With the abundance of portable devices being used these days, most LANs (Local Area Networks) are now wireless; whether they are implemented for regular home or business use. Of course, with this free flow of data travelling through the air, the greatest concern most people have is whether a wireless LAN is truly secure, and what can be done in terms of security. Here are a few steps you can take to protect yourself.
1. Make sure you are using at least WPA encryption. Because many networks are using old hardware or operating systems, many routers are set to WEP encryption by default. It used to be thought WEP was secure for most light traffic use, but the latest WEP cracking tools can break WEP encryption in a matter of minutes, and many can be downloaded for free.
So, not only should you make sure you purchase hardware that supports WPA TKIP mode as a minimum (and preferably devices that are WPA AES capable or WPA2 certified devices), but also update your router accordingly. If you are using WEP only devices, check with the vendor to see if firmware or driver updates are available to upgrade the device to WPA mode.
2. Set a secure router access password. By gaining access to your router, data thieves can disable most security you have configured. Although some routers don’t support special characters such as $%&@, you can still come up with a good key using a random combination of both upper and lower case letters and numbers. Avoid using easy to guess passwords like “Password” or “Home123”. Try to configure a more complicated pattern by avoiding words altogether and numbers in sequence. The longer your password is, the better off you’ll be. Don’t be afraid to use the maximum number of characters allowed. You can also write it down and store it in a secure place for future reference if needed. You need not be too concerned about forgetting it, as you can copy and paste the password onto the router and your local setting while setting up the network, and should rarely, if ever need to enter them again. If you do happen to forget/lose your key and need to re-enter it, most routers have a hardware reset to restore everything to the factory defaults.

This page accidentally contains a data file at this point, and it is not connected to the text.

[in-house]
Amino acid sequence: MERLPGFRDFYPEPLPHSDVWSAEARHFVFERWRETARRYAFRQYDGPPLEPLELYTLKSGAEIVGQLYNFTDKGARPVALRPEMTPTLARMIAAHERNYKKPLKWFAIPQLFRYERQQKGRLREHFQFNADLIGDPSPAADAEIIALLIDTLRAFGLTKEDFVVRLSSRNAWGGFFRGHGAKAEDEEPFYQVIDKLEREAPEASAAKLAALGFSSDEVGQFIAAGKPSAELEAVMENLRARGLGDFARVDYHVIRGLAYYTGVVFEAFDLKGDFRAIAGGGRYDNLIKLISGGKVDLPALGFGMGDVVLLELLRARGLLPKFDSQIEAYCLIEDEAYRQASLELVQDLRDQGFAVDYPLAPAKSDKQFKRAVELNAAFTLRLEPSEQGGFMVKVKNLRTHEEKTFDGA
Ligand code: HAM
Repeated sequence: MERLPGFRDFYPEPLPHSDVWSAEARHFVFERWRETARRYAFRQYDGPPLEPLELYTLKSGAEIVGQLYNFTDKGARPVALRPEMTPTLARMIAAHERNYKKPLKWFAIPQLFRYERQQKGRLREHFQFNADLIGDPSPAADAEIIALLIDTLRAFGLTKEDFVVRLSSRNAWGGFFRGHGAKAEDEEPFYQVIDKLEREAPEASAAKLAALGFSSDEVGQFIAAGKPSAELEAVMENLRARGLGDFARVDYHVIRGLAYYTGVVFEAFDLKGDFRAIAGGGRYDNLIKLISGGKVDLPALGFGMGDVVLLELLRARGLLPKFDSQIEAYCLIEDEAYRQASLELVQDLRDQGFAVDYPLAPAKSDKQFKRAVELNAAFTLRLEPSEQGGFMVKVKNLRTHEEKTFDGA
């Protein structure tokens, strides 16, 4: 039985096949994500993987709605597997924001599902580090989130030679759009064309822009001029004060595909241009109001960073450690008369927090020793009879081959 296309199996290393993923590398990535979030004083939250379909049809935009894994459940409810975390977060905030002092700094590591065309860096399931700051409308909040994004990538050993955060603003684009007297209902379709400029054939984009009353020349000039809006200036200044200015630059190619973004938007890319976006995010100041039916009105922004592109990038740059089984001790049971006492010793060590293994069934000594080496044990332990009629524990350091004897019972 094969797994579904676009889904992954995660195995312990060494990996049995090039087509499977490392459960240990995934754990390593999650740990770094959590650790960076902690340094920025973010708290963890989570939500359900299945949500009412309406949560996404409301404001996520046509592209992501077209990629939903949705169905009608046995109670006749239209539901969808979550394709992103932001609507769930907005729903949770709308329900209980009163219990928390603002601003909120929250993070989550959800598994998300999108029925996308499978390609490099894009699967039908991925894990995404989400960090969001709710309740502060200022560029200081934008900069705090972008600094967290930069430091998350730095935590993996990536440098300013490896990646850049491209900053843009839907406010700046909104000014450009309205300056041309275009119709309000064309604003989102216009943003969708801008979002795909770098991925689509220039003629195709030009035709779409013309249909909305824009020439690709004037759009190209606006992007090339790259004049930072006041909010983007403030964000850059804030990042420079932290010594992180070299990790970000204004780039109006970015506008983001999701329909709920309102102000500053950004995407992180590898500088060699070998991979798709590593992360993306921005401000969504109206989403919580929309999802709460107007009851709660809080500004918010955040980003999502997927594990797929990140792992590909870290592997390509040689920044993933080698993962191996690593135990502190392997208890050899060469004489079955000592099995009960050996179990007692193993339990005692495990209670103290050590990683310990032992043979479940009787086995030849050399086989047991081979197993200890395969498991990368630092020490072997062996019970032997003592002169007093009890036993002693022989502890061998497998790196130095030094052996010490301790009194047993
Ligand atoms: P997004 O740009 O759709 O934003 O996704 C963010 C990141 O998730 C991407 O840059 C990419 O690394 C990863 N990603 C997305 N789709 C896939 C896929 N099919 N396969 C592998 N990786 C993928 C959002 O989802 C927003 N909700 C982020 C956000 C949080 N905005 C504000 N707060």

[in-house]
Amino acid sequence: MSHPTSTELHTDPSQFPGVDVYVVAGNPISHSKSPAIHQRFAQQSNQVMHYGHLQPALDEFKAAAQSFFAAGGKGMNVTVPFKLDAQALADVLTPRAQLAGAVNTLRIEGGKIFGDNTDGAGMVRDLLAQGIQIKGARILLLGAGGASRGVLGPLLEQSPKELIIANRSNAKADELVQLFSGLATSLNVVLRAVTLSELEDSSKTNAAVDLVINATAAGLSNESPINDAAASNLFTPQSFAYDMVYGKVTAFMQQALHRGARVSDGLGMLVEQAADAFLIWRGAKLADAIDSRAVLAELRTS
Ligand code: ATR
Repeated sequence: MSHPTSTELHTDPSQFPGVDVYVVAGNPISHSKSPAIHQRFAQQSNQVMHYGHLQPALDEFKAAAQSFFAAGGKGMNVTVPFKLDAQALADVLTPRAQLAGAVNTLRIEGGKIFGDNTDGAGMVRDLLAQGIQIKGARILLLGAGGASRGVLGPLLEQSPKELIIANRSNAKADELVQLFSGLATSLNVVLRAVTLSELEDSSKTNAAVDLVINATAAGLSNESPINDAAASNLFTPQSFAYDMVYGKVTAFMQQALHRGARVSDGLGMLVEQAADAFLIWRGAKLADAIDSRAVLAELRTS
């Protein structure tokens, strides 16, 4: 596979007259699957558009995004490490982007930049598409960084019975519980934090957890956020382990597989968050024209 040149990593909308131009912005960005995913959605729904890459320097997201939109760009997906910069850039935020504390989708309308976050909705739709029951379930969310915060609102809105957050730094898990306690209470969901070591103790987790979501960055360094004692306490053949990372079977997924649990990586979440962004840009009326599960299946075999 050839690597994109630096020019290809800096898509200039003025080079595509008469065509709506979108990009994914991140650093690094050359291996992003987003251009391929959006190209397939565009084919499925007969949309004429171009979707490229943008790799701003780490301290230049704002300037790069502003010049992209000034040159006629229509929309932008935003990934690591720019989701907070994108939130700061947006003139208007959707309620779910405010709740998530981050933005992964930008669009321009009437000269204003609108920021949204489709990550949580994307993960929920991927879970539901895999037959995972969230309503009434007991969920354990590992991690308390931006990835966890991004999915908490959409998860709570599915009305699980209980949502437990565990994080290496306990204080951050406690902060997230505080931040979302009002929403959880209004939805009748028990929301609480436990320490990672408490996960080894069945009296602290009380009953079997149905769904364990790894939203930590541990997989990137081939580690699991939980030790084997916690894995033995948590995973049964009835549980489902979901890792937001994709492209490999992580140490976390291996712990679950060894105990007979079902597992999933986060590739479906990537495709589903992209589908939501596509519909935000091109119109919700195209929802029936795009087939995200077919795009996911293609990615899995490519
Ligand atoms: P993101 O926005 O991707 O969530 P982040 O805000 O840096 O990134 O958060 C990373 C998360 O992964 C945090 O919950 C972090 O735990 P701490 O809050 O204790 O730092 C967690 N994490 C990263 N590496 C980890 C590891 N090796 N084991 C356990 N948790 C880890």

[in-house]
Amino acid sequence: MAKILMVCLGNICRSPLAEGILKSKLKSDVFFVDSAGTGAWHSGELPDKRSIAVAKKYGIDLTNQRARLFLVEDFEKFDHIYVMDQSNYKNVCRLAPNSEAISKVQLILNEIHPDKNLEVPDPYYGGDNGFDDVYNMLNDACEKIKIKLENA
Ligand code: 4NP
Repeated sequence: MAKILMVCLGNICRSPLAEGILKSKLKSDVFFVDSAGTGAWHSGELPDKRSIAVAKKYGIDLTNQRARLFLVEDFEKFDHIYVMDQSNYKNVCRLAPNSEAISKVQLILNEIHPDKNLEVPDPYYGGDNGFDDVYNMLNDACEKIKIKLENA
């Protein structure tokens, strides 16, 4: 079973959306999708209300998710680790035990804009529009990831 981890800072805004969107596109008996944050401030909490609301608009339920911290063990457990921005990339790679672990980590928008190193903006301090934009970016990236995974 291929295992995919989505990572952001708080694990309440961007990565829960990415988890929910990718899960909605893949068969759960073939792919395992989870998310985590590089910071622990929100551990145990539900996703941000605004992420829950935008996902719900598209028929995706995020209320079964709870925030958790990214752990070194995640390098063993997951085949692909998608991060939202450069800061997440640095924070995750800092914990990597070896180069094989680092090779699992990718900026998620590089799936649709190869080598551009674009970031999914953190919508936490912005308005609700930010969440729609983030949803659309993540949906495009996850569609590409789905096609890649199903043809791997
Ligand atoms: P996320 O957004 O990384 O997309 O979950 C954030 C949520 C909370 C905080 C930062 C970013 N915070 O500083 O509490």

3. Change the default network name. The SSID (Service Set Identifier) or network name also comes with a factory default. If you leave it as is, instead of changing it to something unique, you are leaving a clue for hackers that the network was set up by novices, and may be easily susceptible to their attacks. As with your password, try to come up with a unique name. Though in this case, it need not be cryptic, you should avoid obvious names that could be easily linked to your home or business.
4. Install wireless intelligent protection switching (IPS) devices. Systems such as the Cisco Unified Wireless Network are designed to monitor who is accessing your network, and can prevent unauthorized access.
5. Disable remote login and wireless administrating. Most default usernames are set to Admin, and once the username is known, it doesn’t take much work for a virus or worm to crack the password and force their way into your network. Fortunately, most routers disable remote login by default, but you should verify this while setting up your network, and check to make sure it stays that way from time to time, just to be safe. Turning off the setting that allows administrating the router through a wireless connection will require you to connect with a LAN cable to address any administration issues. But this also disables any wireless hacking into the router, which leads to increased security.
This is a guest post by Sarah Brooks from free people search. She is a Houston based freelance writer and blogger. Questions and comments can be sent to brooks.sarah23 @ gmail.com.